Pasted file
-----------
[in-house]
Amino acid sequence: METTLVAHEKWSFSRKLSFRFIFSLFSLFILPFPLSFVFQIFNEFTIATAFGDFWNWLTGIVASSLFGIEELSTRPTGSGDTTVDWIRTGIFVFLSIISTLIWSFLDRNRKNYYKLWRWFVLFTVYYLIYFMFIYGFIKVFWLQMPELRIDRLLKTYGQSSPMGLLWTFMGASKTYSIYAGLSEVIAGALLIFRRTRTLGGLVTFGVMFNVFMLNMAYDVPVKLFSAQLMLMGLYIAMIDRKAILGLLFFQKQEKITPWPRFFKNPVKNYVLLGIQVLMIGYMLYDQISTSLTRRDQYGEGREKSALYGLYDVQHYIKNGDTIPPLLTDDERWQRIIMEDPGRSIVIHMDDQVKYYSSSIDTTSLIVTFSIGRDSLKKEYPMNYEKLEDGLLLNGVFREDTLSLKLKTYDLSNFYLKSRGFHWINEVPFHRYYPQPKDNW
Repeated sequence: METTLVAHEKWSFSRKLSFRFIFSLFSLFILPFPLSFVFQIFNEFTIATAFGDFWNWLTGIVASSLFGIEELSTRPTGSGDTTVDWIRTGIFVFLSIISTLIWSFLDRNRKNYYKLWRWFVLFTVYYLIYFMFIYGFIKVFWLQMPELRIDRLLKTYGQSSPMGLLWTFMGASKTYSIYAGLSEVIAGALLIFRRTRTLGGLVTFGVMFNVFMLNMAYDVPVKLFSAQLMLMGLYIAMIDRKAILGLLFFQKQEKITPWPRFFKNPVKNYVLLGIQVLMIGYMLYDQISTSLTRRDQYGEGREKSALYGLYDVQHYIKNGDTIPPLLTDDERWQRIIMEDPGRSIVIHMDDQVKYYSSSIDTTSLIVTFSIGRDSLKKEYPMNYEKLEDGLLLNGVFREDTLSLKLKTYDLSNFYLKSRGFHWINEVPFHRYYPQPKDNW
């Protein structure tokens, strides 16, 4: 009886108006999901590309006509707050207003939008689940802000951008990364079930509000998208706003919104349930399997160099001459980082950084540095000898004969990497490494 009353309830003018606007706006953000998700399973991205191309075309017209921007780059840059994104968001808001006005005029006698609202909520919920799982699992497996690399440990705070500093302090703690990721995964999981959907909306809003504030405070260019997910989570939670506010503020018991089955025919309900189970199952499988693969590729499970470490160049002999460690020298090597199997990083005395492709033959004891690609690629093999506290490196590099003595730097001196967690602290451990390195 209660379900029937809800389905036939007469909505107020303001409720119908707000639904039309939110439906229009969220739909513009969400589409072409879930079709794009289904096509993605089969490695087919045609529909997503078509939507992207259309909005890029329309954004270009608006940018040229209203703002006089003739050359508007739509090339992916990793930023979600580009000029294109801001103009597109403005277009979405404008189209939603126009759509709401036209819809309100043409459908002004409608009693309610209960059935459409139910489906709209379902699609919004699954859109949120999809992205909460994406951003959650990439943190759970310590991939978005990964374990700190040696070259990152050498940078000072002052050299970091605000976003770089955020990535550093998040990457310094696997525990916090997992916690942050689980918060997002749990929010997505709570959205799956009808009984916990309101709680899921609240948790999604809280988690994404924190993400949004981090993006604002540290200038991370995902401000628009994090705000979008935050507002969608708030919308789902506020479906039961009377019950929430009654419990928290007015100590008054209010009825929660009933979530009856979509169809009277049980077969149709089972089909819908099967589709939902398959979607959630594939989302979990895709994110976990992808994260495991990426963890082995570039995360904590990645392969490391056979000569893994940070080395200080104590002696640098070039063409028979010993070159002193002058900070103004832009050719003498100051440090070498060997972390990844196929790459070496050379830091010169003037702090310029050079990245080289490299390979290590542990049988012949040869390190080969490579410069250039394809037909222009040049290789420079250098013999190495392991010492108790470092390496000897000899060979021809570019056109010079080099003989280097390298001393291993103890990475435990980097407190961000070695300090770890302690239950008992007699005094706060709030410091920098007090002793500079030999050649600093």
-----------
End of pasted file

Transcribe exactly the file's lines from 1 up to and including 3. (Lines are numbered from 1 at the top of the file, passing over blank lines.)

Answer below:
[in-house]
Amino acid sequence: METTLVAHEKWSFSRKLSFRFIFSLFSLFILPFPLSFVFQIFNEFTIATAFGDFWNWLTGIVASSLFGIEELSTRPTGSGDTTVDWIRTGIFVFLSIISTLIWSFLDRNRKNYYKLWRWFVLFTVYYLIYFMFIYGFIKVFWLQMPELRIDRLLKTYGQSSPMGLLWTFMGASKTYSIYAGLSEVIAGALLIFRRTRTLGGLVTFGVMFNVFMLNMAYDVPVKLFSAQLMLMGLYIAMIDRKAILGLLFFQKQEKITPWPRFFKNPVKNYVLLGIQVLMIGYMLYDQISTSLTRRDQYGEGREKSALYGLYDVQHYIKNGDTIPPLLTDDERWQRIIMEDPGRSIVIHMDDQVKYYSSSIDTTSLIVTFSIGRDSLKKEYPMNYEKLEDGLLLNGVFREDTLSLKLKTYDLSNFYLKSRGFHWINEVPFHRYYPQPKDNW
Repeated sequence: METTLVAHEKWSFSRKLSFRFIFSLFSLFILPFPLSFVFQIFNEFTIATAFGDFWNWLTGIVASSLFGIEELSTRPTGSGDTTVDWIRTGIFVFLSIISTLIWSFLDRNRKNYYKLWRWFVLFTVYYLIYFMFIYGFIKVFWLQMPELRIDRLLKTYGQSSPMGLLWTFMGASKTYSIYAGLSEVIAGALLIFRRTRTLGGLVTFGVMFNVFMLNMAYDVPVKLFSAQLMLMGLYIAMIDRKAILGLLFFQKQEKITPWPRFFKNPVKNYVLLGIQVLMIGYMLYDQISTSLTRRDQYGEGREKSALYGLYDVQHYIKNGDTIPPLLTDDERWQRIIMEDPGRSIVIHMDDQVKYYSSSIDTTSLIVTFSIGRDSLKKEYPMNYEKLEDGLLLNGVFREDTLSLKLKTYDLSNFYLKSRGFHWINEVPFHRYYPQPKDNW